message in the rain
'THE COMBAT CONTINUES'
I MPLICIT reference to those who are suffering in the present disturbances in the Union of South Africa and elsewhere on the African continent was made by Pope John XXIII in his Easter message which he delivered to the crowds of pilgrims who, despite the persistent rain, thronged St. Peter's Square. Estimates of the numbers present vary between 100,000 and 250,000.
The " tremendous combat" in which " life and death engaged " still continued on earth, said the Pope, quoting the Easter sequence Victimae Paschali. "We are all present at it and take part in it.
" On one side stands Christ, together with His representatives and His followers in the Church, raised up in holiness and brotherly love; and with the Church thus blessed there abide sound doctrine, truth, justice, and peace.
"Rallying support on the other side is the anti-Christian spirit which is error, a false idea of personal and social life, excessive power, and even physical violence, evil, and ruinous disorder. Such is the condition of life here on earth."
It was later in his address that the Pope referred to those suffering oppression, his actual words being: "Here at noon on the feast of Easter, while around us all is an invitation to spiritual joy, many —it is indeed sorrowful to us to return to this point—many of our brethren do not enjoy any kind of freedom, personal or civil or religious, but for year after year they have been enduring restraint and violence and perfecting a sacrifice wrought in silence and in continuous oppression . . .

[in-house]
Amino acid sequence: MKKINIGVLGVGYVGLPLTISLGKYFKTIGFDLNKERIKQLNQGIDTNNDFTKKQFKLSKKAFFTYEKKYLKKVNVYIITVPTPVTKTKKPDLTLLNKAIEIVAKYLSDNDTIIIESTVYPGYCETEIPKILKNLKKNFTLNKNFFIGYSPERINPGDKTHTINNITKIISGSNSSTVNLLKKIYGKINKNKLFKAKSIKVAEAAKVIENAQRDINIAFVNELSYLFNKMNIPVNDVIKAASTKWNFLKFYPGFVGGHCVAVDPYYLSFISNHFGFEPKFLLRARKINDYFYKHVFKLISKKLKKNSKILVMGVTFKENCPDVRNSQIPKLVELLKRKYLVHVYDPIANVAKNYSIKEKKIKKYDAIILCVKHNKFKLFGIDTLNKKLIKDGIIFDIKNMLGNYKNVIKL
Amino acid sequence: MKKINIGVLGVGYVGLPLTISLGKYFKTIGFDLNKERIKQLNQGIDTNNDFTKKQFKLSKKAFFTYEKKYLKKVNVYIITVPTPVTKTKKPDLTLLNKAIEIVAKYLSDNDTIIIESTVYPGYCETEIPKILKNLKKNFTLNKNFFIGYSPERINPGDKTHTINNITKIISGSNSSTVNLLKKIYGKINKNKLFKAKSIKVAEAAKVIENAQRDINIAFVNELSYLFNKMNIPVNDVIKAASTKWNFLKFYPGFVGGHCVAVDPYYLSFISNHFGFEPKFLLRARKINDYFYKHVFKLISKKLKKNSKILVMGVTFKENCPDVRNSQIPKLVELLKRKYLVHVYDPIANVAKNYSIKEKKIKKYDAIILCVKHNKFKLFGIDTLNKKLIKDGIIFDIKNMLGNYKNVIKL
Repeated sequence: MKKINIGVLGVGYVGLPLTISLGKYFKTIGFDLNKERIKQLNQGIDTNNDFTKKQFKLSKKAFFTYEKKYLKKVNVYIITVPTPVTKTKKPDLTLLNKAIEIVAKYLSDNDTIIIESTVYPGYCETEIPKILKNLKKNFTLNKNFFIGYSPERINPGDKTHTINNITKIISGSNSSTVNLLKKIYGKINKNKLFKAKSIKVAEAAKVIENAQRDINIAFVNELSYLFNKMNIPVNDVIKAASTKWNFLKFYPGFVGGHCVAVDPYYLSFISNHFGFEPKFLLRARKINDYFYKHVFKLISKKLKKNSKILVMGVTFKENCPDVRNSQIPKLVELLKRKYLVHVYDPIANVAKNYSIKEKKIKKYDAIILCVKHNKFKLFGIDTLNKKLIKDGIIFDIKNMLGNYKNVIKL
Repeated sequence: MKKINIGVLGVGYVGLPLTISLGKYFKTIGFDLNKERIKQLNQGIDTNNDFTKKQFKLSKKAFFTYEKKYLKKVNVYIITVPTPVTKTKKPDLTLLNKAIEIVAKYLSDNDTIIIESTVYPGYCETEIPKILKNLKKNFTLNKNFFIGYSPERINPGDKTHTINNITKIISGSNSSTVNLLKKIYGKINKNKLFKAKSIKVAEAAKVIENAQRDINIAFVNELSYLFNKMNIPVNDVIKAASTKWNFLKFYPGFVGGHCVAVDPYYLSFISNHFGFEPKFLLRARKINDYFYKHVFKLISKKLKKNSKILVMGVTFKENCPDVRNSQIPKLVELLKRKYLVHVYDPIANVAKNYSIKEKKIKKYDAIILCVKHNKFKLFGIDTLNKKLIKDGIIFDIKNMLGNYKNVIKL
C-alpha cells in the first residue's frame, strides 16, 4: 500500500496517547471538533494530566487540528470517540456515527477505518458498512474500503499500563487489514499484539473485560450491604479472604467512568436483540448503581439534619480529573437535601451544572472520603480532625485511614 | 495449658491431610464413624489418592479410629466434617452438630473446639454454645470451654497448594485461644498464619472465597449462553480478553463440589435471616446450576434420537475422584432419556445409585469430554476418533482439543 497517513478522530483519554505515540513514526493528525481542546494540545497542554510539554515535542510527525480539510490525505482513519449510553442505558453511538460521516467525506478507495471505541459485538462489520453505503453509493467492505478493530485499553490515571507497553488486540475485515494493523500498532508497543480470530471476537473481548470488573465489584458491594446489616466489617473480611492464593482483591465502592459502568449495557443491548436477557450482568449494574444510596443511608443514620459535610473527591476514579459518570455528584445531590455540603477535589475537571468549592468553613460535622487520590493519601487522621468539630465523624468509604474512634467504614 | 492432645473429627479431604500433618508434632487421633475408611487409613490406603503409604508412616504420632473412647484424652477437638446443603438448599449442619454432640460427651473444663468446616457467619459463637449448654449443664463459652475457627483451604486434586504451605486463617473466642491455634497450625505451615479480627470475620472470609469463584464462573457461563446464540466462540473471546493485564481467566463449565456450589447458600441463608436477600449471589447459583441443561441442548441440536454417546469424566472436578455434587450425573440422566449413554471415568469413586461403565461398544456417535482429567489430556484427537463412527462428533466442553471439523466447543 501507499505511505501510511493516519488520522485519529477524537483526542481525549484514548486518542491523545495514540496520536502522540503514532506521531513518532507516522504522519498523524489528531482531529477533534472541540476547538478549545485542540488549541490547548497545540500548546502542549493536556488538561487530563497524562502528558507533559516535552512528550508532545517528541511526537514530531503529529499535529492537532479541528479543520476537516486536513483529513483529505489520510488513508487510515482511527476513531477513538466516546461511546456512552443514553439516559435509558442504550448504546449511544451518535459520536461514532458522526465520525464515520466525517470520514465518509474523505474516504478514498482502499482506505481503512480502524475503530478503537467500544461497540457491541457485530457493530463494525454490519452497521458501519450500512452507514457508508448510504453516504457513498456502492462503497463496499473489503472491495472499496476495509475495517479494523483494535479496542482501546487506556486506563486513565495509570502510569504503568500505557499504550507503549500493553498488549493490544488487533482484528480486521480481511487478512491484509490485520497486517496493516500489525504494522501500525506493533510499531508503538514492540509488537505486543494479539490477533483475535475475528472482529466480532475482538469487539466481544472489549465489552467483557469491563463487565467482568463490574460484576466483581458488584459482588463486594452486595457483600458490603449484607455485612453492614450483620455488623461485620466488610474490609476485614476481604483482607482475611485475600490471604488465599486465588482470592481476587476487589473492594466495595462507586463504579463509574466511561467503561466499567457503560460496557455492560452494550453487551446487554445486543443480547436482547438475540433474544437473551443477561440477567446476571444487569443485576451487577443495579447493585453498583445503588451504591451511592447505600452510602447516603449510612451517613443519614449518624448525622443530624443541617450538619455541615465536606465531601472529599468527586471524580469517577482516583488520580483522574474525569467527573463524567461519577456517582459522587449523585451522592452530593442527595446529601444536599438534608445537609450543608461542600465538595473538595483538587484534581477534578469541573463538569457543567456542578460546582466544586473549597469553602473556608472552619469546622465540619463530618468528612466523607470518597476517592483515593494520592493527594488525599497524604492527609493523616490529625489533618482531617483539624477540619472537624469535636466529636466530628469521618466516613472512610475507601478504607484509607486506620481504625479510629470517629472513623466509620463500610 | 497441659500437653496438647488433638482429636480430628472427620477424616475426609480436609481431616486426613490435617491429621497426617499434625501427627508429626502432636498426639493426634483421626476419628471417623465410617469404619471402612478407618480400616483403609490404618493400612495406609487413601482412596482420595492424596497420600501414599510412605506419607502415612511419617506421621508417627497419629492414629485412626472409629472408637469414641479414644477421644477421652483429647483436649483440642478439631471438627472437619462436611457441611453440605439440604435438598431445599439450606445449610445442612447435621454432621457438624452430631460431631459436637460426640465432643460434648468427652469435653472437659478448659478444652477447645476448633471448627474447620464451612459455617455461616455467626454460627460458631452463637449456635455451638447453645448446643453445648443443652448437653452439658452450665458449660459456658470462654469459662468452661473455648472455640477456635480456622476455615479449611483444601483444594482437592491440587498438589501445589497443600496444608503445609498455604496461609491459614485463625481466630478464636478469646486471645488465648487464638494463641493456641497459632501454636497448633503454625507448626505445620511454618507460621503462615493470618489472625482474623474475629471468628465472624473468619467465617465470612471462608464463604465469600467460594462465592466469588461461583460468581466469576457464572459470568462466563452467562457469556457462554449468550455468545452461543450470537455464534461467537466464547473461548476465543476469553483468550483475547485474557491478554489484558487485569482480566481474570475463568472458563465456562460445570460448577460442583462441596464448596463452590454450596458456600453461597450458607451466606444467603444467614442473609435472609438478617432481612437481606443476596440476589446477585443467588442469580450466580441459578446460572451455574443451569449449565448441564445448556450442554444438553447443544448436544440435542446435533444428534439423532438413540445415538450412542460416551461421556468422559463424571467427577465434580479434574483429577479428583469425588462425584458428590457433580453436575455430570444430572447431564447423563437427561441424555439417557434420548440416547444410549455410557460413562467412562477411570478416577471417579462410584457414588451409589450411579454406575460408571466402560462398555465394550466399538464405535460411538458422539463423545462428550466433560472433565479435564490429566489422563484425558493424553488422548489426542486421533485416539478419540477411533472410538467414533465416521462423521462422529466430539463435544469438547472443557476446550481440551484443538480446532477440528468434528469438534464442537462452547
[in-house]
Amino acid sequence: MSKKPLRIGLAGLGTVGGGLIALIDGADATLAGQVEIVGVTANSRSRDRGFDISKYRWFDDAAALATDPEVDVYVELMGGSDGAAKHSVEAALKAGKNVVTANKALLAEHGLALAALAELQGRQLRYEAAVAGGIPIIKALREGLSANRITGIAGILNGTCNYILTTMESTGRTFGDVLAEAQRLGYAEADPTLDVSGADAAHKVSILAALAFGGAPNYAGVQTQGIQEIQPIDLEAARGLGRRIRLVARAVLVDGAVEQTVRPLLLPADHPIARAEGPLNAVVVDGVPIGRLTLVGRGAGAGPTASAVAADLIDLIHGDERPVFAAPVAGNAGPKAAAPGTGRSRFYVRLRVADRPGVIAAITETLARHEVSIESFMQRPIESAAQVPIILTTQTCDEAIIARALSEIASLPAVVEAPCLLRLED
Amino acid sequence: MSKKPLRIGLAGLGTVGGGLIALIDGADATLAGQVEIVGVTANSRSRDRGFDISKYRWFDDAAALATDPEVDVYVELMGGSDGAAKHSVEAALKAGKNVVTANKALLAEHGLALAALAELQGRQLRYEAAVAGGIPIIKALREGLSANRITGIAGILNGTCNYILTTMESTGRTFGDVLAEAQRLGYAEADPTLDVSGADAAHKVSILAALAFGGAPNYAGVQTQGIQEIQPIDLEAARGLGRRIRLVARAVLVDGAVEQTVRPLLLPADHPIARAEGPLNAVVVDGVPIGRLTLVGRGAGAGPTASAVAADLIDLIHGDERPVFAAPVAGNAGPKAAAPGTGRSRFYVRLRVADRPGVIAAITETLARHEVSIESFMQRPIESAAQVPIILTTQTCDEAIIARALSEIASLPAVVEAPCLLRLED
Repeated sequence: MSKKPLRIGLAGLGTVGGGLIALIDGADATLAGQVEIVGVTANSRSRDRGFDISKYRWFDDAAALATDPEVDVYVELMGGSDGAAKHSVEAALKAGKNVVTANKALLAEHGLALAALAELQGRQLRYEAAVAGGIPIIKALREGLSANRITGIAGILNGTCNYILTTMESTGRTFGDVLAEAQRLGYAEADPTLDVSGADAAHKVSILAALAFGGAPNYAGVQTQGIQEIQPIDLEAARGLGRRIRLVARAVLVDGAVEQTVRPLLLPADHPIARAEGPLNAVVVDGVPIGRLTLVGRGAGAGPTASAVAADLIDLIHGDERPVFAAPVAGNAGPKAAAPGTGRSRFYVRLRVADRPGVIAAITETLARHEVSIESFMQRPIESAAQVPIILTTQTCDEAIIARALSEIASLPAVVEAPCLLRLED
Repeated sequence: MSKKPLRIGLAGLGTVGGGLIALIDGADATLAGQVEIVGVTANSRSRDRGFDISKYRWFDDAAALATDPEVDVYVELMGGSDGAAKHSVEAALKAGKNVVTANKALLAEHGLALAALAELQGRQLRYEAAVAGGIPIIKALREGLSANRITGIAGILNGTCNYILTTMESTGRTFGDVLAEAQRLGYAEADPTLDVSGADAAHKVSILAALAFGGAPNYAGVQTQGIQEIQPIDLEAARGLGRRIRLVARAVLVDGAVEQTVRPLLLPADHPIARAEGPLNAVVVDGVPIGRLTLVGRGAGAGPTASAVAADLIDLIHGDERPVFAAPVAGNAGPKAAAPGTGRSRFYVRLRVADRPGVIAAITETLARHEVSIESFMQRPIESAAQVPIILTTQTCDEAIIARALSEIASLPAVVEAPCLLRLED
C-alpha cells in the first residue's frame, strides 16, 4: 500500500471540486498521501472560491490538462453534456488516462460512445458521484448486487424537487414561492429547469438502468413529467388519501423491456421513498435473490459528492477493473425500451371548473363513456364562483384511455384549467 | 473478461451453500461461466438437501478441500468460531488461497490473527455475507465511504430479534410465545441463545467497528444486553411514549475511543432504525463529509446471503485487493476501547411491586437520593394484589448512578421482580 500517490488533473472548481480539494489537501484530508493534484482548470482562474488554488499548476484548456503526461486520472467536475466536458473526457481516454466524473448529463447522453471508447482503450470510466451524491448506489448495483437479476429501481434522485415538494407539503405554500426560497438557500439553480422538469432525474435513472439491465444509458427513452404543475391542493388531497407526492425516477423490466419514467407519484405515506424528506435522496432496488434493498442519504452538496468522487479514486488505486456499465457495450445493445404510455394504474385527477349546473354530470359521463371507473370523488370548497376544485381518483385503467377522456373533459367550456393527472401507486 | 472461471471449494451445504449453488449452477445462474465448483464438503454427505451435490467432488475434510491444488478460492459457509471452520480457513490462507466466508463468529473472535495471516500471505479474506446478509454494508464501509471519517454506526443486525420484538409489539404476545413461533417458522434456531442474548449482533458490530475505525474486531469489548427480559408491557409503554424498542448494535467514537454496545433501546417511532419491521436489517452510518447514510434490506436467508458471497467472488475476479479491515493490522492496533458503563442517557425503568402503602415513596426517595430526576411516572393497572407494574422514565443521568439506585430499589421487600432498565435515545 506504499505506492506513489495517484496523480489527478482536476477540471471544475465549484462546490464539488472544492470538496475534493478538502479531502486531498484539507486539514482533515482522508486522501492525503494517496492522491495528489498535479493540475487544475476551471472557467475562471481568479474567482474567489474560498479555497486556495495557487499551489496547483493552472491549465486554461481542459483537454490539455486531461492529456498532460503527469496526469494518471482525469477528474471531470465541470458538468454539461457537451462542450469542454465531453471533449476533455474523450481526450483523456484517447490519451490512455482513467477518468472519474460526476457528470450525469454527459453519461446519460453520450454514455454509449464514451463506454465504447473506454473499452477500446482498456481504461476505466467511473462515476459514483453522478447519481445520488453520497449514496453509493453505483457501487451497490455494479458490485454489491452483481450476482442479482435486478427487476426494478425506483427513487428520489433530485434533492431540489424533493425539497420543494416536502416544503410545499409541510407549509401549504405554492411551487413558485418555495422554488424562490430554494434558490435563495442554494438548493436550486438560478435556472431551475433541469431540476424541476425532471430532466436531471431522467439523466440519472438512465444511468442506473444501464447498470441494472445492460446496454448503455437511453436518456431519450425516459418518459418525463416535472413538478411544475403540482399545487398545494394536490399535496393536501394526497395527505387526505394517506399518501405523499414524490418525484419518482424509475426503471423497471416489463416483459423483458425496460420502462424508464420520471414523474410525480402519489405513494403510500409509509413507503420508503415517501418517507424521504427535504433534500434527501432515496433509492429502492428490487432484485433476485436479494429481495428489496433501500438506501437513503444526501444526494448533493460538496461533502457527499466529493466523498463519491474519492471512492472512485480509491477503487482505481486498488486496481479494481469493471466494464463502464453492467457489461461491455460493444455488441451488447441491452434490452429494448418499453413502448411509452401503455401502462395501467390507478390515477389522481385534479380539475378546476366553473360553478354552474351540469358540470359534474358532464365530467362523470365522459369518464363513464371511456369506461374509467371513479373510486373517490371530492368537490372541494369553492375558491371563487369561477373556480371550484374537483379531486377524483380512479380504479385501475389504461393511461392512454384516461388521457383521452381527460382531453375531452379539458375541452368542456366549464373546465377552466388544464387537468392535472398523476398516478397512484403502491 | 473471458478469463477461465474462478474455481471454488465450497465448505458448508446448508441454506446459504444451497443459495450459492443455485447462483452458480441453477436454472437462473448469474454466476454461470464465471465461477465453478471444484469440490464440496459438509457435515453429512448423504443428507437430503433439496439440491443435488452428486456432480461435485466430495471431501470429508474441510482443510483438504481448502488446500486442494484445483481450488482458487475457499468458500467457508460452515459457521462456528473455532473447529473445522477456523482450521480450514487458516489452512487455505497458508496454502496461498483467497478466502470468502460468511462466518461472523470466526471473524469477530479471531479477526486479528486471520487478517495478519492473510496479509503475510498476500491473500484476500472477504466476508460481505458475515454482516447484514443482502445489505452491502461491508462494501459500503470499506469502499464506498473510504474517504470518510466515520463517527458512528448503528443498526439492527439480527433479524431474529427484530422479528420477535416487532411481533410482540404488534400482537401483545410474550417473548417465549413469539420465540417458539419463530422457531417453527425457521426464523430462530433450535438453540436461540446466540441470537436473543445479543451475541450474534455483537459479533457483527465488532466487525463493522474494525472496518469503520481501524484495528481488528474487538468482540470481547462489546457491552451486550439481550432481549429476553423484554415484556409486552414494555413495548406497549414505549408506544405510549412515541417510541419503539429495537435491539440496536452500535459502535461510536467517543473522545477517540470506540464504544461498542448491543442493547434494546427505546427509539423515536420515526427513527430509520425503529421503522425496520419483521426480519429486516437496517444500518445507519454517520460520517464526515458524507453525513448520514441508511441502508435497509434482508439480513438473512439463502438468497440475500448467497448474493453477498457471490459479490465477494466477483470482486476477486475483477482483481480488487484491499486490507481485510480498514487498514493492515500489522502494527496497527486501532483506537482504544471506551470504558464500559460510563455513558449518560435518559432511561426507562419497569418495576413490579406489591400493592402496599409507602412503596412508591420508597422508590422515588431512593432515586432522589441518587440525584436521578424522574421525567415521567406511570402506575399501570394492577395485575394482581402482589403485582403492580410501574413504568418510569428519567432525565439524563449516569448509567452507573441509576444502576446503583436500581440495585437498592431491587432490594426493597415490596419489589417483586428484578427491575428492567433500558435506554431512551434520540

"And our sorrowing gaze turns also to the other children of God everywhere, suffering because of race or economic conditions that are at once complex and giving reason for anxiety or through the limitation of the exercise of their natural and civil rights.
"At the same time our word of heartfelt sympathy longs to pour forth into the hearts of each one an expression of human and Christian solidarity which in the day marked by divine providence will come to flower."
The Pope ended by praying for the peace and blessing of Christ, quoting the words of Our Lord when He appeared again after He had risen from the dead: "Fear not: it is L Peace be with you: peace and blessing throughout each day—f or ever.'
Before giving his Easter blessing urbi et orbi—to the city and to ,the world--the Pope spoke a few words of Easter greetings in English, FrencU, German, Spanish, and Portuguese.
Pope John's face seemed to show the strain of the ceremonies of Holy Week coming soon afer
the consistorics at which he created seven new Cardinals, coupled with his concern at the unhappy state of many parts of the world today.
When, on Maundy Thursday, he performed the rite of the Mundt:tun and washed the feet of 13 young priests at the Basilica of St. John Lateran, the universality of the Church in the expanded world of the 20th century was 'truly represented.
Of the 13, only one was a European. He was an Irishman. Four were Africans—from Nigeria, Tanganyika, Ruanda, and Togo, all four of which are African countries which gain their independence this year. Oceania was represented by New Zealand and Fiji; the Americas by the U.S.A., Jamaica, and Martinique; and Asia by Japan, India, and Vietnam.